Review: AR18s (1982)

Written by on June 6, 2012 in Timeless Classics - No comments

 


I originally wrote this review as entry to a competition on www.gearslutz.com , but felt since I now have the blog site I’ve always wanted, it will find a more appropriate place here:

Back in 1982 Edgar Villchur, founder of the original Acoustic Research Company already knew stuff about acoustic engineering and loudspeaker design many modern day designers have only come to know in recent years. One such aspect is the minimalist cross-over network, that when implemented in conjunction with custom designed drive units, bring about unparalleled transparency from the transducer system.

The subject of this review is probably AR’s most famous loudspeaker, the AR18s, and back in 1982 already featured modern-day buzz words like custom in-house designed and manufactured drive units, minimalist cross-overs and ferro-fluid cooling. In fact, in those days if a designer wanted to succeed at making a note worthy product of any kind, the in-house route proved the only way.

In my time as audiophile, music lover and field related businessman, I’ve had the privilege of spending extended time with many highly regarded loudspeakers and monitors. Some of these speaker systems were of such lofty cost that the sale of the family vehicle or two would not have freed up enough cash to make them possessions. For most of us this will probably always be the case, but there is light at the end of the tunnel and this time it is not the obvious freight carrier speeding to shatter a most aspiring dream.

You see, a good used set of AR18s’ could be acquired for far less than a mere $50. Here at the most southern tip of Africa I’ve acquired my last three sets of AR18s for less than R150 a set! All were bought from the obvious 2nd hand exchange stores and none of them needed more work than replacement of the foam woofer surrounds.

I love the AR18s. It is one of those timeless designs that seemingly yet constantly increase it’s capabilities as technology from the opposite end of the listening system improves. Over the years, whenever I found myself in a place of not having an expensive set of speakers to audition, I fell back onto my trusty ARs. With every welcome reintroduction they mirrored closely the best of what I have tasted in my listening room.

To this day I find myself amazed at their sheer competence across the range of musical attributes I value most. Usually when a new preamplifier, power amplifier, cartridge or DAC comes along, I hook up my old 18s’s as my longest dependable constant. They allow me to make very accurate judgments about the ancillaries in my system/s by allowing me to keep at least one important variable constant.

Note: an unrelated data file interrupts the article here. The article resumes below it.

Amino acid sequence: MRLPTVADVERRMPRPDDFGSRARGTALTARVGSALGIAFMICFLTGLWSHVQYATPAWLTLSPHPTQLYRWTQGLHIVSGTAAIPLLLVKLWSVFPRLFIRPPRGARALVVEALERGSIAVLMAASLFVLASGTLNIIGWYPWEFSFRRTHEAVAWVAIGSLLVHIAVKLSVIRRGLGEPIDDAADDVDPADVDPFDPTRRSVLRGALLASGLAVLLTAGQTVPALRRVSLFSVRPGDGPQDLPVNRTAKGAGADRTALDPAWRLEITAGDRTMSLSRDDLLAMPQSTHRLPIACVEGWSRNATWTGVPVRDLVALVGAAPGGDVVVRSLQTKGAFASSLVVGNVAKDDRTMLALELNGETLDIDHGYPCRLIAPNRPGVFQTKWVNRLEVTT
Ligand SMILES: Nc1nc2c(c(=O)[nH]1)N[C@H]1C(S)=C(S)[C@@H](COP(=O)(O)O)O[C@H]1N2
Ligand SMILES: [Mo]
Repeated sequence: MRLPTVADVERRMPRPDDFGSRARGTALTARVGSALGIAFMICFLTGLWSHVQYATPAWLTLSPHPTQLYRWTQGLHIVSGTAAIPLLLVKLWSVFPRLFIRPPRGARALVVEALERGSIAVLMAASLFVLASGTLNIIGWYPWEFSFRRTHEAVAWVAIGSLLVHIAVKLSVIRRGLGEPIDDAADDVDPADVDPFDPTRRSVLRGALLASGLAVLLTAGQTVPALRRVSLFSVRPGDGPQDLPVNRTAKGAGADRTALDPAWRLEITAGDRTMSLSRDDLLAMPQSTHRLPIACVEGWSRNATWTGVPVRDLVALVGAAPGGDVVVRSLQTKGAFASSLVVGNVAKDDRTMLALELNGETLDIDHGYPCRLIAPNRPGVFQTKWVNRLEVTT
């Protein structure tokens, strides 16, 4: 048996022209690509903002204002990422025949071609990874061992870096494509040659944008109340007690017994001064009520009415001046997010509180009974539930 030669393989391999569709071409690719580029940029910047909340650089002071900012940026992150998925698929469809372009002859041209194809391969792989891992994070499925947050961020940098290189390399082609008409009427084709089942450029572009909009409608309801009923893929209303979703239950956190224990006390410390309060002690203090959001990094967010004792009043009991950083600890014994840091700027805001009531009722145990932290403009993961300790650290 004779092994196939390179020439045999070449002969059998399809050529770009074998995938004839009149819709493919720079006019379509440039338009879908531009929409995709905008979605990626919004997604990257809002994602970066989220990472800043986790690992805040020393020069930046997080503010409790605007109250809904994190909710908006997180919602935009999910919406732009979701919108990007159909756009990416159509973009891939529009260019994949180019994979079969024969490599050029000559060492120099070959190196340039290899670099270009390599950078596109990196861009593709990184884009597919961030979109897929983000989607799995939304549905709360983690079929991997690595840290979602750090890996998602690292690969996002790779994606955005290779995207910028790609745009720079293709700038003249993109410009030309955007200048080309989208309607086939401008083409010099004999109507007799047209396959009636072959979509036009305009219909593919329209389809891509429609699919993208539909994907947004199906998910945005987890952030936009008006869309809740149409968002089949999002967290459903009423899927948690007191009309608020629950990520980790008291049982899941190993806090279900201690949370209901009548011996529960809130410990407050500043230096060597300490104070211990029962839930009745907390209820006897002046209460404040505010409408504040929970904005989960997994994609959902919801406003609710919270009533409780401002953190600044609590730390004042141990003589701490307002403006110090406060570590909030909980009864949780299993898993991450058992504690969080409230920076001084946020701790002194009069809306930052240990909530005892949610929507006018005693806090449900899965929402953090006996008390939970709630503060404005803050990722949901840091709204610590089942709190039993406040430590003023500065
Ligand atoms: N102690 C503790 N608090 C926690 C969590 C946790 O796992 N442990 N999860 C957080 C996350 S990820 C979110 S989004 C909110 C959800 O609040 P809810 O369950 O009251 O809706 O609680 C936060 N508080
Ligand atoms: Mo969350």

What they are not, is the last word in neutrality especially within the upper mid-band where they can be a little forward in the cross-over region (2kHz). Some see this as a drawback, others like my father find the extra energy in the presence band a welcome benefit. In the treble department they suffer from earlier roll-off than others and this range could have been cleaner. The 1,25″ cone tweeter has always been known for being a little spitty. Bass is tight and fast as can be expected from the small sealed enclosure. As much as bass speed and definition is an advantage of the sealed box, it also suffers from the typical downfall of limited extension. I however favor the tighter balance of speed where a good subwoofer can fill in the lower parts that fade early. These are small criticisms considering the overall musically satisfying performance and brilliant midrange the ARs are capable of, so it shouldn’t be taken too seriously.

There is something very special about a fully fleshed out midrange. Everything just sounds more lifelike and proportionate in scale. It allows the sound to cross a dividing barrier from being well reproduced high fidelity to something akin to real performers playing real instruments. Much like the wonderful flesh-on-the-bones midrange valve amplifiers are known for.

The AR18s is capable of such performance and I am very sure it has something to do with using, instead of the typical 6/7″ woofer-driver mostly seen these days, a comparably larger 8″ unit. It is as if the 8″ cone’s surface area more easily and more truthfully portrays midrange substance. Note worthy in relation to the type of mid/woofer used, is the fact that in the case of the AR18s, the mid/woofer is direct coupled to the rear connection terminals. There are no passive components in between the mid/woofer and amplifier providing the signal. The signal thus passes with the least impairment possible. The trick is in the design of the driver where a natural mechanical roll-off was purposefully engineered into them to avoid the need for a passive cross-over network. Quite an achievement back in the day!